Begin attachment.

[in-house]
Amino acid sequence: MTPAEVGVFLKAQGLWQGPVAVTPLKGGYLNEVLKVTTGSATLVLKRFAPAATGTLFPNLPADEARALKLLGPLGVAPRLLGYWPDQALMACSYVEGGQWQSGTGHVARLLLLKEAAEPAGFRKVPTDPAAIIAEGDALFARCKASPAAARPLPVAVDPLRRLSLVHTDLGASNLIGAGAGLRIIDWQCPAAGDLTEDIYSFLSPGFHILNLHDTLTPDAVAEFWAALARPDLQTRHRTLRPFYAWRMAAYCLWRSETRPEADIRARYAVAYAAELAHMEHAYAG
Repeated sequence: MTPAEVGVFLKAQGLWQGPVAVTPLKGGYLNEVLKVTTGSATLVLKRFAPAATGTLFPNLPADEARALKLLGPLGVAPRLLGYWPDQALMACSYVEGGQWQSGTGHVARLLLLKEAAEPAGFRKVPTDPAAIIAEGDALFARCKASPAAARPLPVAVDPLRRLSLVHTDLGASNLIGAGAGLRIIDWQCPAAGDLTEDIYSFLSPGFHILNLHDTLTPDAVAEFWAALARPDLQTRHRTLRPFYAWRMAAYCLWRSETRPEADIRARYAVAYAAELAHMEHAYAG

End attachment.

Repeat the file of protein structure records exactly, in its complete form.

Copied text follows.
[in-house]
Amino acid sequence: MTPAEVGVFLKAQGLWQGPVAVTPLKGGYLNEVLKVTTGSATLVLKRFAPAATGTLFPNLPADEARALKLLGPLGVAPRLLGYWPDQALMACSYVEGGQWQSGTGHVARLLLLKEAAEPAGFRKVPTDPAAIIAEGDALFARCKASPAAARPLPVAVDPLRRLSLVHTDLGASNLIGAGAGLRIIDWQCPAAGDLTEDIYSFLSPGFHILNLHDTLTPDAVAEFWAALARPDLQTRHRTLRPFYAWRMAAYCLWRSETRPEADIRARYAVAYAAELAHMEHAYAG
Repeated sequence: MTPAEVGVFLKAQGLWQGPVAVTPLKGGYLNEVLKVTTGSATLVLKRFAPAATGTLFPNLPADEARALKLLGPLGVAPRLLGYWPDQALMACSYVEGGQWQSGTGHVARLLLLKEAAEPAGFRKVPTDPAAIIAEGDALFARCKASPAAARPLPVAVDPLRRLSLVHTDLGASNLIGAGAGLRIIDWQCPAAGDLTEDIYSFLSPGFHILNLHDTLTPDAVAEFWAALARPDLQTRHRTLRPFYAWRMAAYCLWRSETRPEADIRARYAVAYAAELAHMEHAYAG